US Manufacturing, 2008-2019
Things look much bleaker in Europe. The Eurozone’s GDP slowed to 1.2% annualized in Q3, and Europe’s largest economies – the U.K. and Germany – teeter on the brink of contraction. The Eurozone Manufacturing PMI plunged to 46, a level not seen since the European financial crisis of 2011-12:
Eurozone Manufacturing PMI, 10 Years
About Model Capital Management LLC
Model Capital Management LLC (“MCM”) is an independent SEC-registered investment advisor, and is based in Wellesley, Massachusetts. Utilizing its fundamental, forward-looking approach to asset allocation, MCM provides asset management services that help other advisors implement its dynamic investment strategies designed to reduce significant downside risk. MCM is available to advisors on AssetMark, Envestnet, and other SMA/UMA platforms, but is not affiliated with those firms.
Notices and Disclosures
- This research document and all of the information contained in it (“MCM Research”) is the property of MCM. The Information set out in this communication is subject to copyright and may not be reproduced or disseminated, in whole or in part, without the express written permission of MCM. The trademarks and service marks contained in this document are the property of their respective owners. Third-party data providers make no warranties or representations relating to the accuracy, completeness, or timeliness of the data they provide and shall not have liability for any damages relating to such data.
- MCM does not provide individually tailored investment advice. MCM Research has been prepared without regard to the circumstances and objectives of those who receive it. MCM recommends that investors independently evaluate particular investments and strategies, and encourages investors to seek the advice of an investment adviser. The appropriateness of an investment or strategy will depend on an investor’s circumstances and objectives. The securities, instruments, or strategies discussed in MCM Research may not be suitable for all investors, and certain investors may not be eligible to purchase or participate in some or all of them. The value of and income from your investments may vary because of changes in securities/instruments prices, market indexes, or other factors. Past performance is not a guarantee of future performance, and not necessarily a guide to future performance. Estimates of future performance are based on assumptions that may not be realized.
- MCM Research is not an offer to buy or sell or the solicitation of an offer to buy or sell any security/instrument or to participate in any particular trading strategy. MCM does not analyze, follow, research or recommend individual companies or their securities. Employees of MCM may have investments in securities/instruments or derivatives of securities/instruments based on broad market indices included in MCM Research.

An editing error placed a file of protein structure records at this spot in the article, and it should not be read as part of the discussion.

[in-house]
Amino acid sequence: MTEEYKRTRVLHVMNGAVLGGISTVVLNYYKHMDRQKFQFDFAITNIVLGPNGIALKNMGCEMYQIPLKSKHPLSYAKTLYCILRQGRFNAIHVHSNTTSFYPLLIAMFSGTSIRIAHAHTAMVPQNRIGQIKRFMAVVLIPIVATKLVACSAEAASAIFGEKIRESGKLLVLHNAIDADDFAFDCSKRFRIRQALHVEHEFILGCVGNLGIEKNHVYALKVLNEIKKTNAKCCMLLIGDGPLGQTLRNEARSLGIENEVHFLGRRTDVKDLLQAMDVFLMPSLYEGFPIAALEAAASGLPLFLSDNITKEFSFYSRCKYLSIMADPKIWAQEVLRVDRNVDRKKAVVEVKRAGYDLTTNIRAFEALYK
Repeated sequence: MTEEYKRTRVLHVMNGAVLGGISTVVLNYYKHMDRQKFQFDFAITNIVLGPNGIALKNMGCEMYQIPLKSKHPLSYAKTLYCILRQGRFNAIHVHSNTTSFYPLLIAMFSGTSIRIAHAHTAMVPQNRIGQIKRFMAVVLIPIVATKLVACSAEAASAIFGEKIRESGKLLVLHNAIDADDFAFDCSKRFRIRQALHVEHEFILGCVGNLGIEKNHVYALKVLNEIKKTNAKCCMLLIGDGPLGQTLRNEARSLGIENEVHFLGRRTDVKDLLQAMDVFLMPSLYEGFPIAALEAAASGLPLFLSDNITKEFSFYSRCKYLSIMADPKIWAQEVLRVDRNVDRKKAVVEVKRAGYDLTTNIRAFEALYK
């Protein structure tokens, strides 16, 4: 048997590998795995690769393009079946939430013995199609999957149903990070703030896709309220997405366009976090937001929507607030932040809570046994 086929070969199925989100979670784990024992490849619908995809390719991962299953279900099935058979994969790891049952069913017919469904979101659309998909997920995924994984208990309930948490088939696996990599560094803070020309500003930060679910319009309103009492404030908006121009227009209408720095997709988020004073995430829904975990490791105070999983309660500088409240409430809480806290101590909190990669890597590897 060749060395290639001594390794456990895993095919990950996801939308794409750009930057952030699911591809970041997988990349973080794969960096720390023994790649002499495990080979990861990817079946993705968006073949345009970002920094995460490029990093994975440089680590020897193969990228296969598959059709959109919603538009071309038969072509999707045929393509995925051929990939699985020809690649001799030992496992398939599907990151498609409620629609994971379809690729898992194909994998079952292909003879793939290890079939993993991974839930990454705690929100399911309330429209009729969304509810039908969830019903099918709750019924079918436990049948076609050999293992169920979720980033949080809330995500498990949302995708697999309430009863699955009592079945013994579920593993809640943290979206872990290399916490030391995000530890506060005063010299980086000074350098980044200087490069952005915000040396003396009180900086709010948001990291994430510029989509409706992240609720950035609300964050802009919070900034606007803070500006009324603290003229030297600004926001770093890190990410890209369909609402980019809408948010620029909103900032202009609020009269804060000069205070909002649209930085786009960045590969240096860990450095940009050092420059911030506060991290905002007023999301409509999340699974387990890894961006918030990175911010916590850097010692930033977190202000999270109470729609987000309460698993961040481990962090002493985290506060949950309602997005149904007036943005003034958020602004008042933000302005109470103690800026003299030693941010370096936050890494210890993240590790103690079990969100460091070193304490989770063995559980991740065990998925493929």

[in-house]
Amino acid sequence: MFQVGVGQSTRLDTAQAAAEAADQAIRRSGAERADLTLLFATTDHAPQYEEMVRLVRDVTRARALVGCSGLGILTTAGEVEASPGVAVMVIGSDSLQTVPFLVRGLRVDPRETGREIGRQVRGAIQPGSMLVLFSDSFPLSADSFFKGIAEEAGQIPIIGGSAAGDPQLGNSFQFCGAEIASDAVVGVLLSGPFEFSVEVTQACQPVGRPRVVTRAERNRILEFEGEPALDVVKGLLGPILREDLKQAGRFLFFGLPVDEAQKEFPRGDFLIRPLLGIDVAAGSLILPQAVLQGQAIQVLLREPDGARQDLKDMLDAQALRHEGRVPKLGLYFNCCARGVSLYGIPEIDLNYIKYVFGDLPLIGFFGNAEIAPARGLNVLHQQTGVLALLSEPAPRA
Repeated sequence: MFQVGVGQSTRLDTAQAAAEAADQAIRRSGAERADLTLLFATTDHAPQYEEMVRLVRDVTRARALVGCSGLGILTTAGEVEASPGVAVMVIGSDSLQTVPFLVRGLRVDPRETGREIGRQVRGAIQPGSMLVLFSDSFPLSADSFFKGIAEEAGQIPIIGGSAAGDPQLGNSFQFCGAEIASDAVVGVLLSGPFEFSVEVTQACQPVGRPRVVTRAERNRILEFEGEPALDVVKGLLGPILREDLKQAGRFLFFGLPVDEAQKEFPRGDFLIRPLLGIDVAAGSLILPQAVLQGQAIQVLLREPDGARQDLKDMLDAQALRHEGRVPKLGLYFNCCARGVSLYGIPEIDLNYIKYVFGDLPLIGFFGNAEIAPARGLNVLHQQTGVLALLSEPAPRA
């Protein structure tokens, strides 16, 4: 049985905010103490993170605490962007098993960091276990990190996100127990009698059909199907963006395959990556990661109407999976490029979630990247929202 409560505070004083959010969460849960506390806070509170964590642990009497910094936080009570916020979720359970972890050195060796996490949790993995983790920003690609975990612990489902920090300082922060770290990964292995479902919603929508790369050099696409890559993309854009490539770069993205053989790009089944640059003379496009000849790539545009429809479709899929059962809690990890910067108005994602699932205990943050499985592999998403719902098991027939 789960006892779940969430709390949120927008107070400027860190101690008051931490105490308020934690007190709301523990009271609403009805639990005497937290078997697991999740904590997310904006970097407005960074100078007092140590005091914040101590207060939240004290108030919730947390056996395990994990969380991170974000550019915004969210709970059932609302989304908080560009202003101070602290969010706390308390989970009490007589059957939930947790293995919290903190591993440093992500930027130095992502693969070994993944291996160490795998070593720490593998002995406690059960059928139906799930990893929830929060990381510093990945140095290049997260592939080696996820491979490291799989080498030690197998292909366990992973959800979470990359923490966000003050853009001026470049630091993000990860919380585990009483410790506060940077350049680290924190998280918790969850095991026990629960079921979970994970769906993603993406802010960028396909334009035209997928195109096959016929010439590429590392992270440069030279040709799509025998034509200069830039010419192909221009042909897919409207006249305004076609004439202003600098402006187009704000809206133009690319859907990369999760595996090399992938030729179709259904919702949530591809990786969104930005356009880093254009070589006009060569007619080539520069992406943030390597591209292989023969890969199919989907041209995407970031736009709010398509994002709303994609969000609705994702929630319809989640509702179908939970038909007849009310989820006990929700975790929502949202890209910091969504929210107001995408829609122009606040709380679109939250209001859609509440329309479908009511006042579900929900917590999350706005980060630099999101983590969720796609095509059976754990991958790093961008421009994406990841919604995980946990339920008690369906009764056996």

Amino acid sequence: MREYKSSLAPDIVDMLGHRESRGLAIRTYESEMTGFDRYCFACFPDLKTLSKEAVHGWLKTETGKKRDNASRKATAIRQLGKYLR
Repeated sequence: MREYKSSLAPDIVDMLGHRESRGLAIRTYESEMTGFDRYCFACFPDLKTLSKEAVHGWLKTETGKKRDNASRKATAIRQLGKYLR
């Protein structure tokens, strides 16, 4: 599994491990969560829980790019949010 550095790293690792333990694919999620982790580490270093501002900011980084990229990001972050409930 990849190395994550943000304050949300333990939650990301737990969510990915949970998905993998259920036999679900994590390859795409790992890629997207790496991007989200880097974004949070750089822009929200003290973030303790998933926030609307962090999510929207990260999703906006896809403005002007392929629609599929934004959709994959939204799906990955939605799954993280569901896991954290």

- MCM is not acting as a municipal advisor and the opinions or views contained in MCM Research are not intended to be, and do not constitute, advice within the meaning of Section 975 of the Dodd-Frank Wall Street Reform and Consumer Protection Act.
- MCM Research is based on public information. MCM makes every effort to use reliable, comprehensive information, but we make no representation that it is accurate or complete. We have no obligation to tell you when opinions or information in MCM Research change.
- MCM DOES NOT MAKE ANY EXPRESS OR IMPLIED WARRANTIES OR REPRESENTATIONS WITH RESPECT TO THIS MCM RESEARCH (OR THE RESULTS TO BE OBTAINED BY THE USE THEREOF), AND TO THE MAXIMUM EXTENT PERMITTED BY LAW, MCM HEREBY EXPRESSLY DISCLAIMS ALL WARRANTIES (INCLUDING, WITHOUT LIMITATION, ANY IMPLIED WARRANTIES OF ORIGINALITY, ACCURACY, TIMELINESS, NON-INFRINGEMENT, COMPLETENESS, MERCHANTABILITY AND/OR FITNESS FOR A PARTICULAR PURPOSE).
- “Model Return Forecast” for 6-month S&P 500 return is MCM’s measure of attractiveness of the U.S. equity market obtained by applying MCM’s proprietary statistical algorithm and historical data, but is not promissory, and, by itself, does not constitute an investment recommendation. Model Return Forecasts were calculated and applied by MCM to its research and investment process in real time beginning from 2012. For periods prior to Jan 2012, the results are “back-tested,” i.e., obtained by retroactively applying MCM’s algorithm and historical data available in Jan 2012 or thereafter. Source for the S&P 500 actual returns: S&P Dow Jones.
- Index returns referenced in MCM Research, if any, are gross of any advisory fees, fund management fees, and trading expenses. Fund or ETF returns referenced, if any, are gross of advisory fees and trading expenses. Returns will be reduced by fees and expenses incurred.